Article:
Levinson et al. recently presented a good practical discussion of what to do after a medical incident and how to handle disclosure and apology (Levinson 2016).


Not to be lost in the successes reported at the University of Illinois in the Lambert study is that they also included peer support in a “care-for-the-caregiver” program for professionals involved in serious incidents (see our Patient Safety Tips of the Week for December 17, 2013 “The Second Victim” and August 9, 2016 “More on the Second Victim”). In the latter column we noted Carolyn Clancy’s editorial (Clancy 2012) which suggested the evolving practice of disclosure and apology might be a means of alleviating the emotional trauma of both the first and second victims of patient safety events.



The case for disclosure-and-apology and communication-and-resolution programs is growing. Not only is such transparency the right thing to do but in the long run is likely mutually beneficial and leads to future improvements in patient care.



Some of our prior columns on Disclosure & Apology:

July 24, 2007               Serious Incident Response Checklist

June 16, 2009              Disclosing Errors That Affect Multiple Patients

June 22, 2010              Disclosure and Apology: How to Do It

September 2010          Followup to Our Disclosure and Apology Tip of the Week

November 2010          IHI: Respectful Management of Serious Clinical Adverse Events

April 2012                   Error Disclosure by Surgeons

June 2012                    Oregon Adverse Event Disclosure Guide

December 17, 2013     The Second Victim

July 14, 2015               NPSF’s RCA2 Guidelines

June 2016                    Disclosure and Apology: The CANDOR Toolkit

August 9, 2016           More on the Second Victim


Other very valuable resources on disclosure and apology:








Mazor K, Roblin DW, Greene SM, et al. Primary care physicians’ willingness to disclose oncology errors involving multiple providers to patients. BMJ Qual Saf 2016; 25: 787-795



Lowes R. More Physicians Willing to Hide Mistakes, Survey Reveals. Medscape Medical News 2016; December 01, 2016



Reese S. Medscape Ethics Report 2016: Money, Romance, and Patients. Medscape 2016; December 1, 2016



Elwy AR, Itani KMF, Bokhour BG, et al. Surgeons’ Disclosures of Clinical Adverse Events. JAMA Surg 2016; 151(11): 1015-1021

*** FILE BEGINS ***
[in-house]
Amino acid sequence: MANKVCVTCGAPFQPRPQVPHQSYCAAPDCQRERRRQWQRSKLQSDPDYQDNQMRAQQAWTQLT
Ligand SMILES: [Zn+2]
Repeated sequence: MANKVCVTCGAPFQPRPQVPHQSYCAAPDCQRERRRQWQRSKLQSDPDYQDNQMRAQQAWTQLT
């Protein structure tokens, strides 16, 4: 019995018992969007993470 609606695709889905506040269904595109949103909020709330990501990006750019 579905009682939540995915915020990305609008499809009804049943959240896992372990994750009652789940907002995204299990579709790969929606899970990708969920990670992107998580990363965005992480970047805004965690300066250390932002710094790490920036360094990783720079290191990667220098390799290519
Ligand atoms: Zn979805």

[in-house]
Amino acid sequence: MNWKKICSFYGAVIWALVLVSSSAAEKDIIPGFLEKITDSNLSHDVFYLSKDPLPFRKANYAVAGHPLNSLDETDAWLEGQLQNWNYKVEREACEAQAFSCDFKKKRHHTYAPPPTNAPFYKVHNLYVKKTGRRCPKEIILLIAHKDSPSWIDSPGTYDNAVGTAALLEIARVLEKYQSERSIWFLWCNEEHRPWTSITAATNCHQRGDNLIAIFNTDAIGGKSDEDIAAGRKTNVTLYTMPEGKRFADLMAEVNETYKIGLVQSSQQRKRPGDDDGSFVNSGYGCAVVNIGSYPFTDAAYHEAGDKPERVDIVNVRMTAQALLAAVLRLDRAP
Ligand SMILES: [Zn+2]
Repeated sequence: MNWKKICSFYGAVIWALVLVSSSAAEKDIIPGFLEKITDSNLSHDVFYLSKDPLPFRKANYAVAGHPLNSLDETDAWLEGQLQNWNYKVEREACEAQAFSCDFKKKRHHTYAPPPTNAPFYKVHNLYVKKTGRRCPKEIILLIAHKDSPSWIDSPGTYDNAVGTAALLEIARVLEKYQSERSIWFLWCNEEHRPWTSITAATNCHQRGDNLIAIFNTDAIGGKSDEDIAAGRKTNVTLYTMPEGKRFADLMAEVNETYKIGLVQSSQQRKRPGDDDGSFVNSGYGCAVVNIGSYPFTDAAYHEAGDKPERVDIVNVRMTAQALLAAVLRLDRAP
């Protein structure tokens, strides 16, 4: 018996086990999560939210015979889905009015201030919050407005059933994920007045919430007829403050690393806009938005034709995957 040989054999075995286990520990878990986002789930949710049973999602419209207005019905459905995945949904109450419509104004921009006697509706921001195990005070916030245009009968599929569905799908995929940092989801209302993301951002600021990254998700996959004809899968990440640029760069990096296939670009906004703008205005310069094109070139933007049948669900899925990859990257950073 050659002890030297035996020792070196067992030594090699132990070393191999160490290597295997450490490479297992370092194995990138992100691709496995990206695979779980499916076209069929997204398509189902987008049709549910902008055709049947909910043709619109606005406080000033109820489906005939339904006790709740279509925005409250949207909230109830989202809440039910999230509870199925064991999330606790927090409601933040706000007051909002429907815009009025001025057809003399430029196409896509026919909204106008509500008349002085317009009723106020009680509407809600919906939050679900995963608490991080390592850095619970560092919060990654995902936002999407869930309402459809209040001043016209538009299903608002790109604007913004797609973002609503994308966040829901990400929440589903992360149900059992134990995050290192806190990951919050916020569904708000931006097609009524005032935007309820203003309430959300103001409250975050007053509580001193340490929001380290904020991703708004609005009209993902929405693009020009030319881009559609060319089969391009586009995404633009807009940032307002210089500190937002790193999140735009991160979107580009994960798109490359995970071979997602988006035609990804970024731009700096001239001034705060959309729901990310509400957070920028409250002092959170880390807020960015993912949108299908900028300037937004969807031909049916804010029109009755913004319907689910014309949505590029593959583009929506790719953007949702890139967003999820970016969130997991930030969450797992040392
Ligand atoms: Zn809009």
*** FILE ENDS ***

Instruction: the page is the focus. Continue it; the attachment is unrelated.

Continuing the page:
AAP (American Academy of Pediatrics). Policy Statement. Disclosure of Adverse Events in Pediatrics. Committee on Medical Liability and Risk Management, Council on Quality Improvement and Patient Safety. Pediatrics 2016; 138(6): e20163215



Garbutt J, Brownstein DR, Klein EJ, et al. Reporting and disclosing medical errors: pediatricians’ attitudes and behaviors. Arch Pediatr Adolesc Med 2007; 161(2): 179-185



Ridgely MS, Greenberg MD, Clancy CM (eds.). Special Issue: Progress at the Intersection of Patient Safety and Medical Liability. Health Services Research 2016; 51(Suppl S3): 2395-2648 December 2016



Lambert BL, Centomani NM, Smith KM, et al. The “Seven Pillars” Response to Patient Safety Incidents: Effects on Medical Liability Processes and Outcomes. Health Services Research 2016; 51(Suppl S3): 2491-2515 December 2016



Mello MM, Armstrong SJ, Greenberg Y, McCotter PI, Gallagher TH. Challenges of Implementing a Communication-and-Resolution Program Where Multiple Organizations Must Cooperate. Health Services Research 2016; 51(Suppl S3): 2550-2568 December 2016



Mello MM, Greenberg Y, Senecal SK, Cohn JS. Case Outcomes in a Communication-and-Resolution Program in New York Hospitals. Health Services Research 2016; 51(Suppl S3): 2583-2599 December 2016



Gallagher TH, Etchegaray JM, Bergstedt B, et al. Improving Communication and Resolution Following Adverse Events Using a Patient-Created Simulation Exercise. Health Services Research 2016; 51(Suppl S3): 2537-2549 December 2016



Etchegaray JM, Ottosen MJ, Aigbe A, et al. Patients as Partners in Learning from Unexpected Events. Health Services Research 2016; 51(Suppl S3): 2600-2614 December 2016



Levinson W, Yeung J, Ginsburg S. Disclosure of Medical Error. JAMA 2016; 316(7): 764-765



Clancy CM. Alleviating “Second Victim” Syndrome: How We Should Handle Patient Harm. Journal of Nursing Care Quality 2012; 27(1): 1-5, January/March 2012